Before I start, I should note the wise words of a Party insider, who has reminded me that the Bones Commission report is only an advisory one, and far from binding on anyone.
Deep in the executive summary is a suggestion that the Party's regions in England be realigned with the European regions used for elections to Brussels. As a bureaucrat, believing in neat organisational pyramids, I can see the attractions of such a move. Indeed, one of the impacts of the move to regional lists was the creation of South Central and East of England regions from the former Hants & Wight, Chilterns and Eastern regions.
However, there is an irony in using that as a reasoning, in that there are many who believe that we've never taken European elections seriously, have under-resourced them and then underperformed accordingly.
As a Londoner, such a proposal has little impact on our effective city state. However, it will impact on four regions with varying circumstances. Devon & Cornwall, Western Counties and South Central are, in relative terms, quite successful, with a sizeable Parliamentary presence, and a record of success in local government. South East has a comparatively strong funding stream, yet has just one MP and is generally an area where we are the lead opposition but no more than that.
The simplistic argument against merging Devon & Cornwall with Western Counties, and South Central with South East is one of geography. I am sympathetic but would note that Watford to Norwich (East of England) and Chester to Workington (North West) are hardly a breeze either, yet little fuss is made in either instance.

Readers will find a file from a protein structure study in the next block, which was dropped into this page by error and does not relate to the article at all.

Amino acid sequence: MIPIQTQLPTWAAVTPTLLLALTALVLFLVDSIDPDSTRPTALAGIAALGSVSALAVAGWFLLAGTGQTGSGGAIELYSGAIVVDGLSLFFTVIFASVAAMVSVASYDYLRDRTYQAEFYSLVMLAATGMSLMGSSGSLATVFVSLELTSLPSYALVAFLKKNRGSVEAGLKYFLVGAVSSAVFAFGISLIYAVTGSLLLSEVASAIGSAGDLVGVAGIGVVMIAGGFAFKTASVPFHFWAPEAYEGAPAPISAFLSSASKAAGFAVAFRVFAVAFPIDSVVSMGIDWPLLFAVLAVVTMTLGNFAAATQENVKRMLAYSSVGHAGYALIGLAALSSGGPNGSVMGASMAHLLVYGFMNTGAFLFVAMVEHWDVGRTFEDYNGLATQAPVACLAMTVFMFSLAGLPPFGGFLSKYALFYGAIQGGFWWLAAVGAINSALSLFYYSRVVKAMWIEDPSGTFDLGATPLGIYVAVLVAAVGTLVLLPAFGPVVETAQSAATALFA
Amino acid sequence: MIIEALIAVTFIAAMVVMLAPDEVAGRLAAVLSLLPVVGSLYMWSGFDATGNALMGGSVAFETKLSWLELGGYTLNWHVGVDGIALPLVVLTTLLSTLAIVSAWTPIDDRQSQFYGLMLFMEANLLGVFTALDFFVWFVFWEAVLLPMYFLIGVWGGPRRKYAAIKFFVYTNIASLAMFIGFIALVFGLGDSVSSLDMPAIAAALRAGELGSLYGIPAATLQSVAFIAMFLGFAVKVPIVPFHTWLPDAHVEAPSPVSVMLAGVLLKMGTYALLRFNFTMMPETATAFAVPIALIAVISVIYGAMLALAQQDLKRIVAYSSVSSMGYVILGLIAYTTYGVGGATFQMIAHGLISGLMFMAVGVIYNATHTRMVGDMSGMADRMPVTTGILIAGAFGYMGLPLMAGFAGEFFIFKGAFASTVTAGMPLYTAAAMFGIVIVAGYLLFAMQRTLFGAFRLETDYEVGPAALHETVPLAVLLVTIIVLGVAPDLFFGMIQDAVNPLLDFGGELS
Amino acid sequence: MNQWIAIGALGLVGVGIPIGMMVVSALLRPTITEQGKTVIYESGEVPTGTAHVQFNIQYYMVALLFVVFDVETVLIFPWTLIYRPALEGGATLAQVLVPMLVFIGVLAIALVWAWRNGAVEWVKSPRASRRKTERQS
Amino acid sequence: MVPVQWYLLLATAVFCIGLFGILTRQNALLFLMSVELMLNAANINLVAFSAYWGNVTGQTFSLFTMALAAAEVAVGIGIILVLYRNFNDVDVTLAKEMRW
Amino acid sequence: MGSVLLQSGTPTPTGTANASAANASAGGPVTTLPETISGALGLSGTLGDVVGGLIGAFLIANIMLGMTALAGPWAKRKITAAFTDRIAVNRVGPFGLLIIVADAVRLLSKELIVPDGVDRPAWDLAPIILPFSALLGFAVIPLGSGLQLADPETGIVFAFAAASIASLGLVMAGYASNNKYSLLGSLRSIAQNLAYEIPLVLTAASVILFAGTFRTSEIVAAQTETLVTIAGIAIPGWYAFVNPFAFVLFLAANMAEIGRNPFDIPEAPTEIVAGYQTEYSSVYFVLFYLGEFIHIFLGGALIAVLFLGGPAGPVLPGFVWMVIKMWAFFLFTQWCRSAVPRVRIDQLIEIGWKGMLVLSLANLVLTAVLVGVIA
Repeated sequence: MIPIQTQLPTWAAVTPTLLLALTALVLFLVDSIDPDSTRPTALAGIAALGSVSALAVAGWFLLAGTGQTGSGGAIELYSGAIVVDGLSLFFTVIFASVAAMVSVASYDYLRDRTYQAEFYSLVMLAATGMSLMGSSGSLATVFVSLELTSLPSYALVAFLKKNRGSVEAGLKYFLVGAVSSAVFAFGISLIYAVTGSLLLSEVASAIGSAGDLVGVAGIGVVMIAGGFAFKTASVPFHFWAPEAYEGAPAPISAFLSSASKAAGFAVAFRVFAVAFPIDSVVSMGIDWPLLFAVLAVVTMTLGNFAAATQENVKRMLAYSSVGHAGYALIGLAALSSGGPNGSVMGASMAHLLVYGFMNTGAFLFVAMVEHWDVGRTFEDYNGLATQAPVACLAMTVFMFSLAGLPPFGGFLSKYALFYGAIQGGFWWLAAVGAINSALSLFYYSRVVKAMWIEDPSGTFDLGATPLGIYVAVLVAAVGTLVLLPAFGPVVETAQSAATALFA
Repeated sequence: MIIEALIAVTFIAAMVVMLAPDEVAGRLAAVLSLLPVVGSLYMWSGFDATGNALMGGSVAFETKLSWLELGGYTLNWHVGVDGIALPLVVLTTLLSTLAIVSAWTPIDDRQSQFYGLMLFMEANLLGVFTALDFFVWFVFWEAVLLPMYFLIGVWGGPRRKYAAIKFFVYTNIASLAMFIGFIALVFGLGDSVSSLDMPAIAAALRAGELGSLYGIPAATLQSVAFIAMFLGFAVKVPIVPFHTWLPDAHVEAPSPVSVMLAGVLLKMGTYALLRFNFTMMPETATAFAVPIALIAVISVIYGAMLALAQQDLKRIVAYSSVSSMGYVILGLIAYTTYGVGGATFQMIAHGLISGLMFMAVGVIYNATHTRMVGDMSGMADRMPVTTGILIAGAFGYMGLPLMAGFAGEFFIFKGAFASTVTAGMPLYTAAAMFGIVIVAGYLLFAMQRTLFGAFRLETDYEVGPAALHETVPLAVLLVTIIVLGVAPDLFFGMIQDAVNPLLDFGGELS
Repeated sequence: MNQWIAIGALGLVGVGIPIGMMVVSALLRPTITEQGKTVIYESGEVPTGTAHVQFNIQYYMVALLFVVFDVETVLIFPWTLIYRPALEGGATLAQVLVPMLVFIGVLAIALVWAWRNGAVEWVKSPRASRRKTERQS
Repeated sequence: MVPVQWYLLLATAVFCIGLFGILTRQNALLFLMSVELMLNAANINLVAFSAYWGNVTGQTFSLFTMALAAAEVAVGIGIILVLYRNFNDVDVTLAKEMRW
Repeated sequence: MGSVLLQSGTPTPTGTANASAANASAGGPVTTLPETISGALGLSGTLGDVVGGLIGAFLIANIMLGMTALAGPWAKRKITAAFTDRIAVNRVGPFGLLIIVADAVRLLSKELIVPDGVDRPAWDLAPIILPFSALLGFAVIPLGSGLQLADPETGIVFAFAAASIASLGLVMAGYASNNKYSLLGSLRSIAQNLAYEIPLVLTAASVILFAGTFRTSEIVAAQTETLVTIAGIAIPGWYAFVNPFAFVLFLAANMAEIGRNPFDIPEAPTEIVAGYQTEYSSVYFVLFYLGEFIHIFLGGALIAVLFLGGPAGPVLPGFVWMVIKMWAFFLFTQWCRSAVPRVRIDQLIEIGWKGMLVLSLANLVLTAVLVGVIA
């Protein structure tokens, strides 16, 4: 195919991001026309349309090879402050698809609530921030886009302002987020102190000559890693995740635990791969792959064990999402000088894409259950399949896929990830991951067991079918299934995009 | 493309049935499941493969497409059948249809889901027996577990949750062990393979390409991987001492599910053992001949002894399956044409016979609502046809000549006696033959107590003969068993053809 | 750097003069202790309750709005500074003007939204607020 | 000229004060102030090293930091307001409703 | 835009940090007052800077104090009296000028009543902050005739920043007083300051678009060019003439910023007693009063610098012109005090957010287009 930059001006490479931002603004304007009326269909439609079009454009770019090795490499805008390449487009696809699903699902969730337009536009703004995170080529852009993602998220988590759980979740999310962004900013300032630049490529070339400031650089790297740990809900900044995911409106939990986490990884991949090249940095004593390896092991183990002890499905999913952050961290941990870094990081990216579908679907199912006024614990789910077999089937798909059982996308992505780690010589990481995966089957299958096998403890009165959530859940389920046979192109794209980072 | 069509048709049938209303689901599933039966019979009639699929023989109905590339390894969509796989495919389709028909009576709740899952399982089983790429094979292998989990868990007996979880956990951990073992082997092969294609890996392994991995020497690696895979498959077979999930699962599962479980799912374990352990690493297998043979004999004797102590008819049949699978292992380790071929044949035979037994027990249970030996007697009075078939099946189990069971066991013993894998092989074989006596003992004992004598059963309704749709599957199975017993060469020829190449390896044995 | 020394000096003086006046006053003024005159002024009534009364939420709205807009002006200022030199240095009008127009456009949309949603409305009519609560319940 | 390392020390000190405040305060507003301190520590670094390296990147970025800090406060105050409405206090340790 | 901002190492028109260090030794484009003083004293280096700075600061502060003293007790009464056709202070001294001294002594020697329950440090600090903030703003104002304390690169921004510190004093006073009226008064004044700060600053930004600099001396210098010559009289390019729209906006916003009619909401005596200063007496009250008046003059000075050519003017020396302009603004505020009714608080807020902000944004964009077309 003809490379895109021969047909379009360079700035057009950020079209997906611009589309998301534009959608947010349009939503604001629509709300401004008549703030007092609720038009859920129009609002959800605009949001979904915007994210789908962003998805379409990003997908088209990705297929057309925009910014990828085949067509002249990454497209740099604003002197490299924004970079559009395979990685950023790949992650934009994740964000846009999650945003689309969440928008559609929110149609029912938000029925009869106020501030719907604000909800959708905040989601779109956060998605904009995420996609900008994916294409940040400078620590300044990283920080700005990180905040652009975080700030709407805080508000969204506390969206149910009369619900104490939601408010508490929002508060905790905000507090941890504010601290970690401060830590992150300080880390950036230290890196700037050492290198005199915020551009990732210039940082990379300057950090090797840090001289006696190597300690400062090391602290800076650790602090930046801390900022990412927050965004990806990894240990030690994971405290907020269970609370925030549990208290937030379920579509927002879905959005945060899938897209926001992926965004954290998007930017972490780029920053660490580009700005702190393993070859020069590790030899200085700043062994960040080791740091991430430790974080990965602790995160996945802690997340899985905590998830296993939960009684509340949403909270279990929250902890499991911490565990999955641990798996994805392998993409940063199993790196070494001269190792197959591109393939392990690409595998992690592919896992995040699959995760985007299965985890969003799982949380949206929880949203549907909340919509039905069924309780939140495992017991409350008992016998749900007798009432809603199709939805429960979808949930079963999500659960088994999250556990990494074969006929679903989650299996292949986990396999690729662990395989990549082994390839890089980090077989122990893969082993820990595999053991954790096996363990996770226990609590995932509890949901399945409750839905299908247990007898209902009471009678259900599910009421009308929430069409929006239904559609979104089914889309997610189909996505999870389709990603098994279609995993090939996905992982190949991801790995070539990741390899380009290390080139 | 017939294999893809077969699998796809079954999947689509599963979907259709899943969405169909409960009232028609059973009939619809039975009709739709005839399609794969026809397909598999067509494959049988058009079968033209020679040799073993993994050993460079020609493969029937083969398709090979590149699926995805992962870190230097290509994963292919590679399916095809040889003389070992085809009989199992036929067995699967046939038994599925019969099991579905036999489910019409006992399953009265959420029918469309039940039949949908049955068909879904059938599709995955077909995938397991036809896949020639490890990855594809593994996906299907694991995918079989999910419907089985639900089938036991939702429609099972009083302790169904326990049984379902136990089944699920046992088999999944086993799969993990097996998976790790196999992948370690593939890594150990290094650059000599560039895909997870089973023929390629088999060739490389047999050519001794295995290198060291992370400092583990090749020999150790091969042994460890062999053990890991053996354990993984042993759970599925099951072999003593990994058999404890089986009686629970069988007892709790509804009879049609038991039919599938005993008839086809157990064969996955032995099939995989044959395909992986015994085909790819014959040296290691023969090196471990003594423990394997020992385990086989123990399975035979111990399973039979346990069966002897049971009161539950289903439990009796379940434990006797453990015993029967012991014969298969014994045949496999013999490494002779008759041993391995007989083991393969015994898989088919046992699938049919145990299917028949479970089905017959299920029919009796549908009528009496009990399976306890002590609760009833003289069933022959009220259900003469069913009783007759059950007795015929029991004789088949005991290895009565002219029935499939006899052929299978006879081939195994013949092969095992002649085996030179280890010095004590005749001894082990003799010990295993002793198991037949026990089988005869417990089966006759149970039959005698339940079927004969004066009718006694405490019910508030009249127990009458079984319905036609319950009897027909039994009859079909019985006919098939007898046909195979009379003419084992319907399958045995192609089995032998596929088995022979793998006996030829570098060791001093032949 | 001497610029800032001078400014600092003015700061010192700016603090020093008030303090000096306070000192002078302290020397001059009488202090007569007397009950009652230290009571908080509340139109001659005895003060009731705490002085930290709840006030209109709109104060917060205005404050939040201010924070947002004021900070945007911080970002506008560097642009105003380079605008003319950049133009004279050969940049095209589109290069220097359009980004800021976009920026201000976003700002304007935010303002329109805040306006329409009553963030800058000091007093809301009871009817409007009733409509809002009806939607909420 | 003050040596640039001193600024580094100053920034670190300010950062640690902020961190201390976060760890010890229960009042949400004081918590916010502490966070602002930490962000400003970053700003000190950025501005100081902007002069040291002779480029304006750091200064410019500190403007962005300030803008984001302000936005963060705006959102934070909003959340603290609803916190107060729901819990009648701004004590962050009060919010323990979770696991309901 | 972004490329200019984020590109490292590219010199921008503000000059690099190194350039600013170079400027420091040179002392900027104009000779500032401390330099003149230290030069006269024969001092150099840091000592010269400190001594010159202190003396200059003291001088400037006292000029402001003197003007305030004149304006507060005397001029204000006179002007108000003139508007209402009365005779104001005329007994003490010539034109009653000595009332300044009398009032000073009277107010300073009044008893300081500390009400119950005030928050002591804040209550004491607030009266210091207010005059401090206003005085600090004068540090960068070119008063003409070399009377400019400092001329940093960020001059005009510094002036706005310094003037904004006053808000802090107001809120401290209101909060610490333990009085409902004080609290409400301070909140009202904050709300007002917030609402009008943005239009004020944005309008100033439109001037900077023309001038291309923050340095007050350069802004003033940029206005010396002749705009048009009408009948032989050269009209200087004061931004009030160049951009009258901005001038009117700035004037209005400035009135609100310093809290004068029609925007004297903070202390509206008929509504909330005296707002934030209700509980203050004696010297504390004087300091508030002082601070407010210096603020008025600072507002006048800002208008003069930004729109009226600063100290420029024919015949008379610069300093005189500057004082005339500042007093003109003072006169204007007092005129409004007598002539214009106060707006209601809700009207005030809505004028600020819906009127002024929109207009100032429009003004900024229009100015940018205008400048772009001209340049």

I would argue, however, that the question of purpose and effectiveness is more salient. We clearly need regional parties that have sufficient scale to be effective in terms of resource use, but we also need to provide an effective level of internal governance that fills the gap between the English Party and local parties. Too big a region risks alienation of the fringes but, more importantly, makes it difficult for regional officers to fulfil their monitoring and enabling roles that are so clearly needed.
Size is not everything in terms of funding either. As important is the ability to bring that funding to bear effectively. Indeed, some smaller regions, such as Devon & Cornwall, are probably more successful at raising funds per head of membership than some of our larger ones - having MPs and running councils evidently helps.
So, on the whole, I'd probably be against the suggestion of the Bones Commission unless a strong case were to be made. And when we see the whole report, maybe we'll see that argument...